We have reached the time of year when it is customary to offer thanks for all the blessings of this life and of all the wonderful gifts God has bestowed upon us. I am very thankful that God put me on the path to arrive at St. John’s so that we can share in the ministry of his holy Church together! I have appreciated every encounter I have had at St. John’s and I thank each and every member of our wonderful church for welcoming me with open arms and for being such wonderful examples of the love of Jesus Christ in the world!
There are many reasons I love this parish community, but one reason that stands out is I genuinely appreciate your desire to learn. I have been thrilled to see so many of you attend lectures and classes I’ve offered. When people show up and they demonstrate a desire to learn, I become filled with more energy to keep teaching. I had a lot of fun in the fall discussing the first few sections of our Prayer Book with you and I look forward to many future discussions about the scriptures, liturgy, and theology.
If you were in attendance at either service last Sunday, you noticed we began using Rite I liturgies. We will use Rite I liturgies during the season of Advent and we will return to Rite II for Christmas. Of course, any change brings with it questions. You may be wondering, why are we using Rite I during Advent? There are a number of answers to this question and I am confident you will appreciate all of them. The decision, after all, was carefully made with intention and prayer.
The first reason is an easy one! Rite I is a beautiful service and it is appropriate to use Rite I from time to time. Many parishes have traditionally had a Rite I service at 8 a.m. and a Rite II service at 10. St. John’s was one of those parishes for a very long time. Prior to my arrival, a decision was made to keep both services the same. This decision was made for stewardship reasons. By only printing one bulletin per liturgical season, we are saving tremendous amounts of paper. This represents good stewardship to both our pocketbooks and to the earth and its resources. It is a wonderful practice and I admire you for making the change prior to my arrival! You get all the credit for that! The downside of the decision is that Rite I can easily become neglected. Many Episcopalians are spiritually fed by Rite I liturgies and it is important that this nourishment is adequately provided. By using Rite I at both services, we are honoring our commitment to good stewardship and we are scratching that “itch” that many worshippers have expressed as a desire to celebrate Rite I.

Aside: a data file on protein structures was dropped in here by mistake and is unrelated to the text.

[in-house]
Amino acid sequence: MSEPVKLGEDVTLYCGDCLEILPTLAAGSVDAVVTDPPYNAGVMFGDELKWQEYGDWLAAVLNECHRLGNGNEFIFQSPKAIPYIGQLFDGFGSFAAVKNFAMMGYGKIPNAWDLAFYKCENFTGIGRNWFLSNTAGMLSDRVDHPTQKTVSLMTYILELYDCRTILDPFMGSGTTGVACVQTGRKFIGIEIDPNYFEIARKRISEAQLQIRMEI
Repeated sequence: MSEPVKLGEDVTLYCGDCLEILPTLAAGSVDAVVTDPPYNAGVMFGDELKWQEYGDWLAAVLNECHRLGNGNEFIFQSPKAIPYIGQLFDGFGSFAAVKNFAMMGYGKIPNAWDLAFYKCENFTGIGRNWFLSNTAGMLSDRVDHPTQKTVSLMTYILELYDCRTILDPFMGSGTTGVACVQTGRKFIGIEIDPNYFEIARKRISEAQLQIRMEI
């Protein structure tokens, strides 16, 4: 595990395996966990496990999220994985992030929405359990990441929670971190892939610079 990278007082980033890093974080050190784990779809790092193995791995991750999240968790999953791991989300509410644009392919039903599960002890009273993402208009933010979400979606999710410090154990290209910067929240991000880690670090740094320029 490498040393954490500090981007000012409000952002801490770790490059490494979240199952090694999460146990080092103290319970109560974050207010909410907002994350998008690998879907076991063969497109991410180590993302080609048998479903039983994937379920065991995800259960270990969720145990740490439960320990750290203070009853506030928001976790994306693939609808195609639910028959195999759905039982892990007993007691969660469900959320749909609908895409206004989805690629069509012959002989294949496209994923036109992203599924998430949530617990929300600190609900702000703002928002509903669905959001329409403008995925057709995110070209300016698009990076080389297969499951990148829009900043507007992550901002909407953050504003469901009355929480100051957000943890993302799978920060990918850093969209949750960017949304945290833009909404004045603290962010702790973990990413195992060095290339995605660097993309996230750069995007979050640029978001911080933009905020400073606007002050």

An added reason is that using Rite I is a wonderful teaching opportunity! While indeed many Episcopalians were raised on Rite I language, others have never or seldom been exposed to it. Believe it or not, I had never attended a Rite I service until I was in seminary. I have presided at Rite I Eucharist services only a handful of times. And yet, it is a lovely rite with beautiful language and deep, meaningful theology.
It is common to make visible changes to worship when the liturgical seasons change. This helps us to not become stuck in a routine. In fact, it is not uncommon for parishes to use Rite I during Lent. However, I do not like this practice because it makes Rite I seem like a sacrifice and it focuses only on the penitential words contained in the rite. If you pay close attention, you will notice that after every piece of penitential theology in rite I, the redeeming love of Jesus Christ makes an appearance to conquer our sin and suffering. When we say, “we are unworthy so much as to gather up the crumbs under thy table,” we follow that with, “but thou art the same Lord whose property is always to have mercy.” While we may not be worthy on our own merits, we indeed are worthy by Christ who makes us worthy! Advent is a lovely time to use Rite I. Instead of a season of penitence and self-denial, it is a season of joyful anticipation.
I thank you for your willingness to embark on this journey through Advent as we pray in Rite I together. It is truly commendable that you are willing to step outside of your comfort zones. I encourage you to embrace this short season of Rite I liturgies and reflect on how they make you feel. Focus on how they enhance your relationship with God. Do the liturgies make you feel closer to God? Maybe they do and maybe they don’t. If they don’t, then rest assured we will have Rite II liturgies again soon enough. If you are uncomfortable with Rite I, then give yourself permission to be uncomfortable. What do you suppose you might learn about yourself from your discomfort? We are on a journey together. Advent is not just a time to await the coming of Jesus at Christmas. It is also a time to learn about ourselves and to prepare for what might come next. Thank you for being so willing to share the love of Jesus with the world. At St. John’s, you do this by active ministry and you do it in your liturgy. I am thrilled to shepherd you as we do it together.